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Friday, December 6, 2013


Kaiser Health News reports on a change that it coming to Kansas in January.
That’s when Kansas’ Medicaid managed care system — called KanCare — will take charge of all home and community-based services for about 8,500 people with developmental disabilities, most of them adults. What concerns families and advocates the most is that the three for-profit national insurance companies that run KanCare will be responsible for a statewide program that they’ve never managed in Kansas or elsewhere. They’re also worried that the need to make a profit ultimately will destroy a system families and advocates think works well.
While Kansas will become the first state to make such a leap, it is being watched closely elsewhere, as at least two other states — Louisiana and New Hampshire — are considering moving in the same direction.
By next year, more than two dozen states are expected to have set up programs to transfer frail elderly, mentally ill or individuals with physically disabilities into managed care for home and community-based services. But in most states, those with developmental disabilities — people with impairments such as cerebral palsy, Down syndrome and autism — have been excluded from managed care for these services because their needs are so specialized.
“There is a great deal of fear in the community that these big private health plans don’t know much about this population,” said Maureen Fitzgerald, disability rights director for The Arc, a national advocacy organization for those with developmentally disabilities. “These are such vulnerable people. Mistakes that are just inconvenient to some can be devastating to them. If the home care person doesn’t show up, you could be lying in your bed all day. It’s kind of scary.”
Only a handful of states, including Michigan and Vermont, have moved individuals with developmental disabilities into managed care for long-term services. They’ve mostly relied on existing networks of community-based nonprofits or county agencies or have made themselves the managed care organization. None has turned exclusively to national managed care companies.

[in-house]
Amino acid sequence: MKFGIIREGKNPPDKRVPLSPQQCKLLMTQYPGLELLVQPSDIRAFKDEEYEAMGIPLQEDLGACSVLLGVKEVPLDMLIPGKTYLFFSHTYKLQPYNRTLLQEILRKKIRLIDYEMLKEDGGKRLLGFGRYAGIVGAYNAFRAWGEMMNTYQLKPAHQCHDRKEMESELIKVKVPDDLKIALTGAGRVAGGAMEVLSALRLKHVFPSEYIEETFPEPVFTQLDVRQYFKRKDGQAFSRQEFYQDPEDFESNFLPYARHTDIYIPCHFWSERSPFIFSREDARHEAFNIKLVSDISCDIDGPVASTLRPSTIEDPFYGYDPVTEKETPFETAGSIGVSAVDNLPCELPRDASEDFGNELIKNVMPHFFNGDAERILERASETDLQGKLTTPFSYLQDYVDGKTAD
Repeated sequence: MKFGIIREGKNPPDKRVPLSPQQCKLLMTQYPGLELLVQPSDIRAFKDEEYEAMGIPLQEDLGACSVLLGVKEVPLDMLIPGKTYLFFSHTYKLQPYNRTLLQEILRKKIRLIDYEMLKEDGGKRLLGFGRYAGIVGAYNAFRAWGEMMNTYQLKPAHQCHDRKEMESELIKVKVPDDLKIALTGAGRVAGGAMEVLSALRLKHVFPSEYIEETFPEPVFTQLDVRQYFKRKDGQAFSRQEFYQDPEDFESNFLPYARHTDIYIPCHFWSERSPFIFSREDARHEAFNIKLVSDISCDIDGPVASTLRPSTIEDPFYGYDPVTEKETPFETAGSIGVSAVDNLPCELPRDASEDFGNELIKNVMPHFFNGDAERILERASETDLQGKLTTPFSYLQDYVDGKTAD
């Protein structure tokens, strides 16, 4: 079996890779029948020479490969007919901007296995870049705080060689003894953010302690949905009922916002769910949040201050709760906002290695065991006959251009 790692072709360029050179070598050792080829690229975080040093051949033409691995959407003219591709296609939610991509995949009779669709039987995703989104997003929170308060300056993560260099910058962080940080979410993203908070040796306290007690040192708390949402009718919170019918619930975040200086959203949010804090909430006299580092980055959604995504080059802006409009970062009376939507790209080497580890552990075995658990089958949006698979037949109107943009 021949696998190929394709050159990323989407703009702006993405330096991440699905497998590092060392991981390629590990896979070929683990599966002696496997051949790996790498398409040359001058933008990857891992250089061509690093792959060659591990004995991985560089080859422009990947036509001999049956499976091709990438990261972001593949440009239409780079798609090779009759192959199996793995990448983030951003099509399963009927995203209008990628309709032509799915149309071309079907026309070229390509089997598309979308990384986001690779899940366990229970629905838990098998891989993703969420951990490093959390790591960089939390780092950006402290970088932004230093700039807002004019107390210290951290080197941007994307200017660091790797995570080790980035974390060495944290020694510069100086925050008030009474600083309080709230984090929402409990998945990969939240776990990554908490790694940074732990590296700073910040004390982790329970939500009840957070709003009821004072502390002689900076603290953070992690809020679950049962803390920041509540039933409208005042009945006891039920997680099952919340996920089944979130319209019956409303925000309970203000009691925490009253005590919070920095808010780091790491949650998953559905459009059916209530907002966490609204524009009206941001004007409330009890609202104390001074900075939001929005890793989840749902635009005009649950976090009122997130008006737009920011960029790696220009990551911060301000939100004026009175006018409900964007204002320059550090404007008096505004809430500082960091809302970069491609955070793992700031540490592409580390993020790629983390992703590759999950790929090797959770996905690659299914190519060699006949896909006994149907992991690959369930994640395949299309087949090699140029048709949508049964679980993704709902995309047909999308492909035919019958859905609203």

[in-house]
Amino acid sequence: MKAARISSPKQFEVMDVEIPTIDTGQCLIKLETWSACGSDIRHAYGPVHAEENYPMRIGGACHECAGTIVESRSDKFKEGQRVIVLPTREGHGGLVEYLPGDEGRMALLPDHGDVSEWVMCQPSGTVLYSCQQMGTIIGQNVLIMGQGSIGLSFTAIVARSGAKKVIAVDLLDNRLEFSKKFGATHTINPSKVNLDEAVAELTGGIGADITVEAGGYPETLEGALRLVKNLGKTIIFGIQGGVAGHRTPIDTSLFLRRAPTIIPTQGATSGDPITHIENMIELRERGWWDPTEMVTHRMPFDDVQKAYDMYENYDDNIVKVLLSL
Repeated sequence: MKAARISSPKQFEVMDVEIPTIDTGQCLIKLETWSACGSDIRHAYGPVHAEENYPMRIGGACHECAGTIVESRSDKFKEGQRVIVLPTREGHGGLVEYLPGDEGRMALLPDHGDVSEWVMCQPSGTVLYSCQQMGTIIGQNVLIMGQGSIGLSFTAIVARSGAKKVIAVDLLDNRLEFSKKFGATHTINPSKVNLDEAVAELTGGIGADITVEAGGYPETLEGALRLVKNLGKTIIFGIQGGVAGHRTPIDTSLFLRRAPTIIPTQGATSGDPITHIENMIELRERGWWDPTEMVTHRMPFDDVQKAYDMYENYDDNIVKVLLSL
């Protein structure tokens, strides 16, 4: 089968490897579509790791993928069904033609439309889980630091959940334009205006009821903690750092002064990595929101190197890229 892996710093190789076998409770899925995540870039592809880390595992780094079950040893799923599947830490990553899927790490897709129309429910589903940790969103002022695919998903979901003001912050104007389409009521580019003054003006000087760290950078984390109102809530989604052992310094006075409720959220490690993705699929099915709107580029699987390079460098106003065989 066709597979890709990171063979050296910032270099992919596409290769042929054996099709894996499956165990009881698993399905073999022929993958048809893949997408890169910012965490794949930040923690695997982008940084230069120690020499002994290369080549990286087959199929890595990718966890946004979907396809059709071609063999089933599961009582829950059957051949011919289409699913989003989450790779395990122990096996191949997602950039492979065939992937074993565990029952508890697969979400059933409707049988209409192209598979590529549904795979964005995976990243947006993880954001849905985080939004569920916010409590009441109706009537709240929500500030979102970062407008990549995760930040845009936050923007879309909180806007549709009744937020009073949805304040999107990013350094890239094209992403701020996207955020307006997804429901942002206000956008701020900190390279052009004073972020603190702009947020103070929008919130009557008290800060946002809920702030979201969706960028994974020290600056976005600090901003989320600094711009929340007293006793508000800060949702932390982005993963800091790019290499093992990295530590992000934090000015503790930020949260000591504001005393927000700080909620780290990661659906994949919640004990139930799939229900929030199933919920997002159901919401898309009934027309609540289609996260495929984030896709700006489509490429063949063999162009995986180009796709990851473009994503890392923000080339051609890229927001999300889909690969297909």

The Kansas City Star reports on a federal panel asking why Kansans with developmental disabilities no longer get services for which they previously qualified.
Members of the National Council on Disability pointedly put that question to Shawn Sullivan, director of the Kansas Department for Aging and Disability Services, and Susan Mosier, state Medicaid director. The council, appointed by the president to advise his administration and Congress on national disability policy, has held two days of hearings in Topeka this week.

It spent almost all of Thursday focused on KanCare, the state’s new managed-care program for the poor and disabled.

Working through three private-sector insurance companies, KanCare has been managing medical care since Jan. 1. Next month, it’s scheduled to take over management of daily living services for the developmentally disabled.

Disability council member Gary Blumenthal, a former Kansas legislator and social services official, continuously pressed to know how the previous government-run Medicaid system could decide that a disabled person needed 24/7 attendant care, while KanCare thinks the same person can get by with about 40 attendant hours a week.

Blumenthal also questioned whether the managed-care system is using a lower set of standards to make such quality-of-care decisions. Sullivan replied that the standards are the same.

“The difference is pre-KanCare, those weren’t always followed and post-KanCare, they are,” Sullivan said.